Minimalism Vs. Maximalism in Web Design: Why Less is (Not) Always More

Minimalism Vs. Maximalism in Web Design: Why Less is (Not) Always MoreMinimalism Vs. Maximalism in Web Design: Why Less is (Not) Always More

Minimalism has been dominating the creative field for years, leaving little room for out-of-the-box ideas and designs. What if we could add just a tiny bit of originality to spice things up?

Minimalism vs. Maximalism in Art, Life, and UX

There’s no way you could exist in modern society without experiencing minimalism. From tech to Marie Kondo, there’s no escaping its influence on culture or popular aesthetics. It governs modern-day design - in every industry.

The pillars of the minimalist aesthetic are pretty much the same in interior design, art, product design, and specifically, for purposes of this article, in web design. They include:

  • Neutral colors
  • Straight lines
  • Simple fonts
  • Clean layouts

In the world of web design, this makes sense up to a point. It’s the belief that less is more. Stripping away excess to reveal only what you need, and none of what you don’t. What more could you want for a great user experience?

Image of a simple white desk with a lamp, plant and clock. Text: Pillars of minimalism in web design: neutral colors, straight lines, simple fonts, and clean layouts.

Turns out, a lot - and increasing numbers of designers and businesses are looking for more flexibility.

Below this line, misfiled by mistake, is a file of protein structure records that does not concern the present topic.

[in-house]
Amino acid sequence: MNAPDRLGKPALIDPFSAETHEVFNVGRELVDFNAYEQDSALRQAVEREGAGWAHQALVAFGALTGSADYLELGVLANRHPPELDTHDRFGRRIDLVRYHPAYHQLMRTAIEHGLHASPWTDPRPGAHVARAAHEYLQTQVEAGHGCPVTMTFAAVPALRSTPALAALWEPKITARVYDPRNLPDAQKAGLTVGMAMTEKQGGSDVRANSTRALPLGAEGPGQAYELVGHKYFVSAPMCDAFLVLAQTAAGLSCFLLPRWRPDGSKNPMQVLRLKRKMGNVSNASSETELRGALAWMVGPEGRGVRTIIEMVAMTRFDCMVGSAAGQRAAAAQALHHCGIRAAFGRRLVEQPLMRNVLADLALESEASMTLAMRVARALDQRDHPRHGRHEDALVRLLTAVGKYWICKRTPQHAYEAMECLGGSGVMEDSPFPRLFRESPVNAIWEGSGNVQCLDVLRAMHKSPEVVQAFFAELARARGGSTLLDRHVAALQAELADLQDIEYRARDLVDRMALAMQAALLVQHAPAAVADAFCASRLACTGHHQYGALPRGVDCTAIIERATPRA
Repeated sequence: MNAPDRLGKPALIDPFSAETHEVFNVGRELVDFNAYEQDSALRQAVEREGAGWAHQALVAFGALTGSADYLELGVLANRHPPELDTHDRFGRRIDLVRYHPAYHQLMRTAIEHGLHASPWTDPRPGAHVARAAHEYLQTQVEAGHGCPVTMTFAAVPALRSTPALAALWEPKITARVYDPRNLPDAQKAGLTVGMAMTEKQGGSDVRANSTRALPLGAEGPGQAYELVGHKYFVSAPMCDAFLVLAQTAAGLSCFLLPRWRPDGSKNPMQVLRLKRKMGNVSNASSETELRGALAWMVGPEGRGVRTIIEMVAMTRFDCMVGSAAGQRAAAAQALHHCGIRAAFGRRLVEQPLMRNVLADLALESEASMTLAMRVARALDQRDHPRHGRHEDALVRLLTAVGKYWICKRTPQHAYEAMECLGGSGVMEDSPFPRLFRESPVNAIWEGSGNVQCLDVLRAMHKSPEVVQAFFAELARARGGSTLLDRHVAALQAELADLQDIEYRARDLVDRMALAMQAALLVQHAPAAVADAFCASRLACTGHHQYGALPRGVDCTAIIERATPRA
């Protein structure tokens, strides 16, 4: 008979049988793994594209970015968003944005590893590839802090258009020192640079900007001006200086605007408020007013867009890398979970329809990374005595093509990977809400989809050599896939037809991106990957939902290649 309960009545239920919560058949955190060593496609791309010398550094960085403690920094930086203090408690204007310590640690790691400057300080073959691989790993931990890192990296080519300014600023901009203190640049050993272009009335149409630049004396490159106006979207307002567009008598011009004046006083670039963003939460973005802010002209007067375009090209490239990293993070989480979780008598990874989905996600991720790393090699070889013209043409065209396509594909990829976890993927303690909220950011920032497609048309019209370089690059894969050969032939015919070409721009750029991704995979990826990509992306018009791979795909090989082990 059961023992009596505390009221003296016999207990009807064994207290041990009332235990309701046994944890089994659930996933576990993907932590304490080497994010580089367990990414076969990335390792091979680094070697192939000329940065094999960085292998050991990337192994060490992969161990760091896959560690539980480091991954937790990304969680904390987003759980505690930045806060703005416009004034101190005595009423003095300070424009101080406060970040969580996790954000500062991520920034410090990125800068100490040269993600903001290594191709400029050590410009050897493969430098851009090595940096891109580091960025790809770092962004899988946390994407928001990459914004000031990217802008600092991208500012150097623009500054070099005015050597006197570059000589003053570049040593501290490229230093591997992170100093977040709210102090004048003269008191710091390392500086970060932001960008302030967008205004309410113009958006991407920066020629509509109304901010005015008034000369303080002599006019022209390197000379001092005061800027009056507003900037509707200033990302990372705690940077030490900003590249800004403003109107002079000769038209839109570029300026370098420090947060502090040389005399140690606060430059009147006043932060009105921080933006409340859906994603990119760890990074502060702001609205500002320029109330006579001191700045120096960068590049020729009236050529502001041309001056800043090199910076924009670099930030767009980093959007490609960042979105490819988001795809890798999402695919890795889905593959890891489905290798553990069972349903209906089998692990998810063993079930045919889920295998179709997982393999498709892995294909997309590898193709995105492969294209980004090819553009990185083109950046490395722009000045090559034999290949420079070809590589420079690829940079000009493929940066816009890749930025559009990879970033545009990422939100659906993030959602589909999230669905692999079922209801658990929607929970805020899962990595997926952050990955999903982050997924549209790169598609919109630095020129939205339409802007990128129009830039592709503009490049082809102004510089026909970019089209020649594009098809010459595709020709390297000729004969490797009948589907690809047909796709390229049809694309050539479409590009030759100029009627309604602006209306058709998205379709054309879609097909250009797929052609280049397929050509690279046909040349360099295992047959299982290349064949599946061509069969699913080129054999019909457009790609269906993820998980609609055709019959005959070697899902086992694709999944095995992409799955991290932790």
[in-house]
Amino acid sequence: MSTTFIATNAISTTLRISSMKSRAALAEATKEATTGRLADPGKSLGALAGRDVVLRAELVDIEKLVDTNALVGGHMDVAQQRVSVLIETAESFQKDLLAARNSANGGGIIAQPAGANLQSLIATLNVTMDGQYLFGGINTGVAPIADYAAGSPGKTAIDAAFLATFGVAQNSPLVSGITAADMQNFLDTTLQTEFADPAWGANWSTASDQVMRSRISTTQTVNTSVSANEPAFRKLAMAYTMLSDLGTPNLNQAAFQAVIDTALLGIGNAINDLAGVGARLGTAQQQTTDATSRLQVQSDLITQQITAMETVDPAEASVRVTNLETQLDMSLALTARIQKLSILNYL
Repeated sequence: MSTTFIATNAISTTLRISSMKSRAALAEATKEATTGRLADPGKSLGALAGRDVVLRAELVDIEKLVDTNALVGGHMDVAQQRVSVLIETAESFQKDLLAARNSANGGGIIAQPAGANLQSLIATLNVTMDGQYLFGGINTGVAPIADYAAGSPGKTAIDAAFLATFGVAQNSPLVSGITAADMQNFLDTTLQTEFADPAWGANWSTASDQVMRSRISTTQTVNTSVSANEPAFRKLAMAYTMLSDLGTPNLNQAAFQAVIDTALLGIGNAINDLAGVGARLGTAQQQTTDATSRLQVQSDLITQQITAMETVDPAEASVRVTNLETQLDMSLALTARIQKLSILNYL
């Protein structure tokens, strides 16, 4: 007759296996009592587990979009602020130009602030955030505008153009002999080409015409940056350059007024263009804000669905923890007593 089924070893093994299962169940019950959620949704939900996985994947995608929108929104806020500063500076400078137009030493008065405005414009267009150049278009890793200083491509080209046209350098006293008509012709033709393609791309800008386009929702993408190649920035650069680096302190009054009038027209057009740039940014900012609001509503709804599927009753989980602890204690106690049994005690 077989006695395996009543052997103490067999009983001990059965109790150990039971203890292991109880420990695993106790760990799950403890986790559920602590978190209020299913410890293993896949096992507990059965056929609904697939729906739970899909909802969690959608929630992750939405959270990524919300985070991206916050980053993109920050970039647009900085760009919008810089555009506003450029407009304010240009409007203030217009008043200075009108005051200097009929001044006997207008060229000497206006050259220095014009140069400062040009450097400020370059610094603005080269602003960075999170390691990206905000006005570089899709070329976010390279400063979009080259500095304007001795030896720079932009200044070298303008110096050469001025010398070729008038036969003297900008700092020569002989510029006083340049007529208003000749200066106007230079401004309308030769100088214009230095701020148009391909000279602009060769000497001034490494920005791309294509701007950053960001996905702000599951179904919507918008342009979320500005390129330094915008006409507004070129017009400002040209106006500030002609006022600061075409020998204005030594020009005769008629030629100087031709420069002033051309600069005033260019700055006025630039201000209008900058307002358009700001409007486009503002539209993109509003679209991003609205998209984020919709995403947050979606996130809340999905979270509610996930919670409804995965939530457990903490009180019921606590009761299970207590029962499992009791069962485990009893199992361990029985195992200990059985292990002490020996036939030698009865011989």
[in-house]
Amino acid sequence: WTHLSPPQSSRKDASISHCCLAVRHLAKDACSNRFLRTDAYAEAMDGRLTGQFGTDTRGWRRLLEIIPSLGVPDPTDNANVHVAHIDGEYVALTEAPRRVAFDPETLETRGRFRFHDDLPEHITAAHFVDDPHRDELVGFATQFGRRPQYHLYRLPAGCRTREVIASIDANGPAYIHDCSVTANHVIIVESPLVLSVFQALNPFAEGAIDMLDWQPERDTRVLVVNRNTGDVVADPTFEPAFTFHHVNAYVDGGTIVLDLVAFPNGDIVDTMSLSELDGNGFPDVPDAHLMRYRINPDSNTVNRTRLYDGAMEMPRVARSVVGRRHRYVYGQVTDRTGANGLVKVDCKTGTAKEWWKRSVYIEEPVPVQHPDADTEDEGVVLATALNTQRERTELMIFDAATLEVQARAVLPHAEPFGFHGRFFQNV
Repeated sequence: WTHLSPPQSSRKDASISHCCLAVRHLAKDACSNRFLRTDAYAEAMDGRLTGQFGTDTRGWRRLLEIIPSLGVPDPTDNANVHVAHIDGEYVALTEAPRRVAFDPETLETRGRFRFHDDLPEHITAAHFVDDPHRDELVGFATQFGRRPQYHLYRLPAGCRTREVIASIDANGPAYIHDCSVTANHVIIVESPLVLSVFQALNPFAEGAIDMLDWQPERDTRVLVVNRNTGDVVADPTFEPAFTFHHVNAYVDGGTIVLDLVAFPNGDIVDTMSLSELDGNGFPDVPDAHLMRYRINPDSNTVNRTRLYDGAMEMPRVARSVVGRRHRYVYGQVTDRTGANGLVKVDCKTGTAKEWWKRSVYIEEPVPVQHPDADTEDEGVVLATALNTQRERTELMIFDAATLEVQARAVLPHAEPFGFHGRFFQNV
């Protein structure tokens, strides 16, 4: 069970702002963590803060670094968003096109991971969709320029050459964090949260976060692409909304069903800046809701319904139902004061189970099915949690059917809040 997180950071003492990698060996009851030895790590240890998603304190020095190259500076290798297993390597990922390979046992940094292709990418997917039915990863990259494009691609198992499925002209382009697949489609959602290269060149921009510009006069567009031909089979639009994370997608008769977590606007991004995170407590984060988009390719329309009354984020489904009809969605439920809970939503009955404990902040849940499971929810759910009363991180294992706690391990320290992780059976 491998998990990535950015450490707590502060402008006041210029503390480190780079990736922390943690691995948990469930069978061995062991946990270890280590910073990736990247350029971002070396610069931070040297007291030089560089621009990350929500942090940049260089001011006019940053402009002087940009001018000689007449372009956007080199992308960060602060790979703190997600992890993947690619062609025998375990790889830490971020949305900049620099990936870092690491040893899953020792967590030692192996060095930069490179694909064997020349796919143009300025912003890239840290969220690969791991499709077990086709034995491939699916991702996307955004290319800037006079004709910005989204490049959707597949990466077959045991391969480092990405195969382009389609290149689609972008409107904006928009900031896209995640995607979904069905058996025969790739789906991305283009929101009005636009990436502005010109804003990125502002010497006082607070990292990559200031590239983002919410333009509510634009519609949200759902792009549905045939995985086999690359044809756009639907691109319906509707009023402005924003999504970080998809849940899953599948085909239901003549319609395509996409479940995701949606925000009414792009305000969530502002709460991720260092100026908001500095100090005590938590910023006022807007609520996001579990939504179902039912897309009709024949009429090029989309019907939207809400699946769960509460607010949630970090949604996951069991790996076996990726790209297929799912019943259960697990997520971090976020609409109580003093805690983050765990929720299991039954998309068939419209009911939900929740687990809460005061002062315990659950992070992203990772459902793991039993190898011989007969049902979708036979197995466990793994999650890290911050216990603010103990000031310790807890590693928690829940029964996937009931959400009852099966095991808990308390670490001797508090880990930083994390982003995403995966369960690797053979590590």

Enter maximalism. Maximalism is minimalism’s punk rock younger sister. The “aesthetics of excess;” the idea that “more is more.”  The term has popped up in recent years as a reaction to minimalism’s seemingly-infinite popularity, but the aesthetic is a classic. When you think maximalism, think :

  • Bold colors
  • Unique fonts
  • Interesting patterns
  • Layered and repeated elements
  • And a heaping dose of individuality.

Maximalist design doesn’t need to be cluttered or distracting, but it does catch your eye. It’s fun, engaging, and alive and when it’s done right, it can set your brand apart without getting in the way of user experience.

After being largely shunned from design for the past decade, maximalism has started reappearing in all its kaleidoscopic glory. However, many people haven’t even considered maximalism as an option for their online presence.

Illustration of a woman's face with multiple graphic overlays: flower petals, geometric shapes, and a photo of a bicycle. Text: Pillars of maximalism in web design: bold colors, unique fonts, interesting patterns, layered and repeated elements, and individuality.

Not Sure What’s Right for Your Website? Two Questions to Consider

Minimalism can be beautiful, but it’s not a magic pill you can apply to your site to make it great. Even if your brand is simple, there are many factors to consider before slapping some boring, square boxes onto your site and calling it a day.

If you’re on the fence about your artistic direction, take a break from scrolling other brands’ sites and try starting with a few personal questions.

1. What Is Your Brand?  

In my close to a decade of experience in design, I can’t count how many times I’ve heard clients ask for a “clean,” Apple-like aesthetic for their site.